To assess the information given to women during a maternal serum screening (MSS) programme, we prospectively applied a questionnaire to 504 pregnant women attending for amniocentesis after a screen-positive result.
The survey based on 200 usable questionnaires (39.7 per cent of our study population) showed that MSS was imposed as mandatory by 41.5 per cent of providers and done without their patients'agreement by 16 per cent.
After release of the test results, 6.5 per cent of women believed that they were carrying a Down syndrome-affected fetus and 21.5 per cent thought the risk was about 50-50.
A total of 38.5 per cent of the pregnant women were not informed of the risk of miscarriage after amniocentesis and 67.5 per cent believed that there was no possibility of a false-negative result with MSS Information given over the telephone was particularly poorly understood compared with information provided during an outcome visit, since women who learned of their test result during such a visit scored significantly higher (69 per cent) when questioned about the risk of carrying a Down syndrome-affected fetus, compared with women informed of their test results by telephone (38.7 per cent) or by letter (47 per cent).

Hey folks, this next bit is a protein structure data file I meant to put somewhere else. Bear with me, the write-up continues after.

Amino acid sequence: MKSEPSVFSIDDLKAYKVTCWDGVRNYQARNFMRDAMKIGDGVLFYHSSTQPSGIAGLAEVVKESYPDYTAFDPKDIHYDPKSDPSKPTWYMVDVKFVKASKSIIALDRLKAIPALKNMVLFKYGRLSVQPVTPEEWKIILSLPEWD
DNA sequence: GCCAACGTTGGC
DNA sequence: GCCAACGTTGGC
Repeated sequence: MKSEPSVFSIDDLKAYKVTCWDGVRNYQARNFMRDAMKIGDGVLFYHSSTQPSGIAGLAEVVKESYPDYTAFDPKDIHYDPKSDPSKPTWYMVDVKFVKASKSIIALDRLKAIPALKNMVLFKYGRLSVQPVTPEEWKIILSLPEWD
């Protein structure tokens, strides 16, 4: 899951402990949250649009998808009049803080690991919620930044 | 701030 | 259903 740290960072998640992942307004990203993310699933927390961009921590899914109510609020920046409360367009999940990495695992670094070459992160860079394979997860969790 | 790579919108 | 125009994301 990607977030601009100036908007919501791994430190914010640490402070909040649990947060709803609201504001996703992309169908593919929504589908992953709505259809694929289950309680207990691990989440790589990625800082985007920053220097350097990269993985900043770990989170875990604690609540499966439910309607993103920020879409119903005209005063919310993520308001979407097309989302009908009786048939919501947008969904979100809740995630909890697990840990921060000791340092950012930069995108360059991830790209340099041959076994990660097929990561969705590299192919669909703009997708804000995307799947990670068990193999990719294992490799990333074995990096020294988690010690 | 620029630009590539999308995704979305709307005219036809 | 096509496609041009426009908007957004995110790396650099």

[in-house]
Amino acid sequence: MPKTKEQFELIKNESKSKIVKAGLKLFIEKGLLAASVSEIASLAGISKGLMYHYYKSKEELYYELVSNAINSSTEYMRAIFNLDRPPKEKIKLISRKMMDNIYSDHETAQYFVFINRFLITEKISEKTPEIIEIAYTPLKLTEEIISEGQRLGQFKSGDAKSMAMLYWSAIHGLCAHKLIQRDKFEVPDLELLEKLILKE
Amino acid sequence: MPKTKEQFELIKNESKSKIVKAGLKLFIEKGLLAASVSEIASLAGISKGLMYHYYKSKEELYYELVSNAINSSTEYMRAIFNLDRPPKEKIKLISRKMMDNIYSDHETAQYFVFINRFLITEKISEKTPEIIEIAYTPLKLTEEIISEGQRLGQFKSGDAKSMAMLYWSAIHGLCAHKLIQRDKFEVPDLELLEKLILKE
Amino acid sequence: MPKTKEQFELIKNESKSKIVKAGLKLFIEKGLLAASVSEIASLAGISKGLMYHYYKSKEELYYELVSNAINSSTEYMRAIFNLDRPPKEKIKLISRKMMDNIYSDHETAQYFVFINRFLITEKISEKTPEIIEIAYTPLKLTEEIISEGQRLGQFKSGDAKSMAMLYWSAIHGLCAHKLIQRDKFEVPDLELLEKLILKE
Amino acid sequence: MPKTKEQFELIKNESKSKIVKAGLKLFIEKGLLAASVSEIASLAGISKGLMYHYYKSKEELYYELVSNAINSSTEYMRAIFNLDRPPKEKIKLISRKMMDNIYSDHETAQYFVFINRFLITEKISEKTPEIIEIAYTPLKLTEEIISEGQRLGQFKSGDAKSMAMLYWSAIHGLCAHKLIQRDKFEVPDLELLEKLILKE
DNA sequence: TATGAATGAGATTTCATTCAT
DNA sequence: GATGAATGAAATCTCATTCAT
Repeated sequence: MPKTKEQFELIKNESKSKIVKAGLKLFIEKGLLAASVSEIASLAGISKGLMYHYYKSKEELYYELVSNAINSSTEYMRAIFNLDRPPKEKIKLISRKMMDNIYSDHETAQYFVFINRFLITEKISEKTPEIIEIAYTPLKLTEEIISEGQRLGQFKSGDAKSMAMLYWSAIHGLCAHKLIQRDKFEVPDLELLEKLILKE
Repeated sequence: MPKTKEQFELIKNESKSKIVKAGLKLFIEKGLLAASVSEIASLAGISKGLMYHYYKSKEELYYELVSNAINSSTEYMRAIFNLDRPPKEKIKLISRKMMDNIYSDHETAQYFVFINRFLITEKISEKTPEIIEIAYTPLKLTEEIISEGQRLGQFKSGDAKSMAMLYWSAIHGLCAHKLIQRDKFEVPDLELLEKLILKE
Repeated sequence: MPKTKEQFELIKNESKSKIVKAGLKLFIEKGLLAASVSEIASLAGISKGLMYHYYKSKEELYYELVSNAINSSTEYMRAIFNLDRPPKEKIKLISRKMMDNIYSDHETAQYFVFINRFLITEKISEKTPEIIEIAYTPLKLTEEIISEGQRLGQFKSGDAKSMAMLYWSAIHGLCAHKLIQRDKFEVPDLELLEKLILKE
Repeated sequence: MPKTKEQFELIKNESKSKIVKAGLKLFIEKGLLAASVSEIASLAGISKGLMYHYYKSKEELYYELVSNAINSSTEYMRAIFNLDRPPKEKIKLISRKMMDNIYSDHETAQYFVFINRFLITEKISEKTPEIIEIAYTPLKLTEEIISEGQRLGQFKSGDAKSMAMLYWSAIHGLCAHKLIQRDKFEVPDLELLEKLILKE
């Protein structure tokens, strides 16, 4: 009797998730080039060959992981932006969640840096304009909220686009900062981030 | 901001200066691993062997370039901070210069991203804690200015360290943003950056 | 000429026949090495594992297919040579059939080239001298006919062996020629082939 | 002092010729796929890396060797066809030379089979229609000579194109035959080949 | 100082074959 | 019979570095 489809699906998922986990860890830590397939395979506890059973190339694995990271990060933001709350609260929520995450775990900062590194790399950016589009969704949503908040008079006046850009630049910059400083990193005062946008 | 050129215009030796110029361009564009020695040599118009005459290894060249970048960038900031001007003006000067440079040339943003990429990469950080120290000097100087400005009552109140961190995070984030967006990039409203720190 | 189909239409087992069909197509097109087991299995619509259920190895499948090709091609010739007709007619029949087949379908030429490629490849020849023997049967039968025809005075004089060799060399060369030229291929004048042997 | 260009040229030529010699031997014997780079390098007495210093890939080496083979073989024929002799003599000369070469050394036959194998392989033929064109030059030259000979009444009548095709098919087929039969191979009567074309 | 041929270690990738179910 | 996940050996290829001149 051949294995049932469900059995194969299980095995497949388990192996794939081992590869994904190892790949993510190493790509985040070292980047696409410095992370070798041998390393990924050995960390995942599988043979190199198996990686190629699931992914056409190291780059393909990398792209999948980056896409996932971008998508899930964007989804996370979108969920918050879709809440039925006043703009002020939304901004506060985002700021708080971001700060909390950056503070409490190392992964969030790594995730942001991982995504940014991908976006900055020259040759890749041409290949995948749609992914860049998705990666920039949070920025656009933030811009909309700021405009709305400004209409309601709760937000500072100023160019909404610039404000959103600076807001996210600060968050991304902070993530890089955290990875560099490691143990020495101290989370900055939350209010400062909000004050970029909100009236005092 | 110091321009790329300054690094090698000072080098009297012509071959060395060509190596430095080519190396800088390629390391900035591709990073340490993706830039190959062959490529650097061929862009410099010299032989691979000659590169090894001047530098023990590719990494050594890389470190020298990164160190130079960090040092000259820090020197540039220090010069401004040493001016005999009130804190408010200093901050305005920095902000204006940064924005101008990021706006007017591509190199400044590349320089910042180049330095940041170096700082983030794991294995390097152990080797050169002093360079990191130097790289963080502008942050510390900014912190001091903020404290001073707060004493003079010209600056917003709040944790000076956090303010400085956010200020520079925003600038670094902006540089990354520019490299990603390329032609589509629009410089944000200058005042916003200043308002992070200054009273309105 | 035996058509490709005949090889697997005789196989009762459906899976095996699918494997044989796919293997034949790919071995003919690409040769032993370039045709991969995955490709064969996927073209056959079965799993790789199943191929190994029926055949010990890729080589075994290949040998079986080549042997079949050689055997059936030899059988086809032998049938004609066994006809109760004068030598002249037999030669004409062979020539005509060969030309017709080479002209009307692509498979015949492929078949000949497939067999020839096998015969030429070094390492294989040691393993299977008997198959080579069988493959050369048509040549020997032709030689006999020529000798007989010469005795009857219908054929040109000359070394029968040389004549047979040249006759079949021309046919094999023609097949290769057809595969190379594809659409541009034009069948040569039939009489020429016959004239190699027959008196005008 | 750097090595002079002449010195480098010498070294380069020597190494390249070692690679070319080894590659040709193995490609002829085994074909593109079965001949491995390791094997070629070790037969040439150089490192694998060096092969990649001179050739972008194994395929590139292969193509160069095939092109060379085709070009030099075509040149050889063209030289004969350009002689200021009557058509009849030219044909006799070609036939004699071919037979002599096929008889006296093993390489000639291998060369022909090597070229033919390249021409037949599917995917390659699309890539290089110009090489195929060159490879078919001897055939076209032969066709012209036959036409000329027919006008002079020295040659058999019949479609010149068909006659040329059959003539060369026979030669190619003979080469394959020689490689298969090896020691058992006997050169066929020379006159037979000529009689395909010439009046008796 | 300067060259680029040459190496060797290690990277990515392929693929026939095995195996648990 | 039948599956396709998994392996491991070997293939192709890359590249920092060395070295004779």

We therefore suggest routine consultation with an antenatal care professional before testing to enable pregnant women to give their informed consent to MSS.
Mots-clés Pascal : Mongolisme, Dépistage, Plasma sanguin, Mère, Consentement éclairé, Information, Diagnostic, Prénatal, Foetus, France, Europe, Aberration chromosomique, Aneuploïdie, Maladie congénitale
Mots-clés Pascal anglais : Down syndrome, Medical screening, Blood plasma, Mother, Informed consent, Information, Diagnosis, Prenatal, Fetus, France, Europe, Chromosomal aberration, Aneuploidy, Congenital disease
Notice produite par :
Inist-CNRS - Institut de l'Information Scientifique et Technique
Cote : 99-0131328
Code Inist : 002B20F01. Création : 16/11/1999.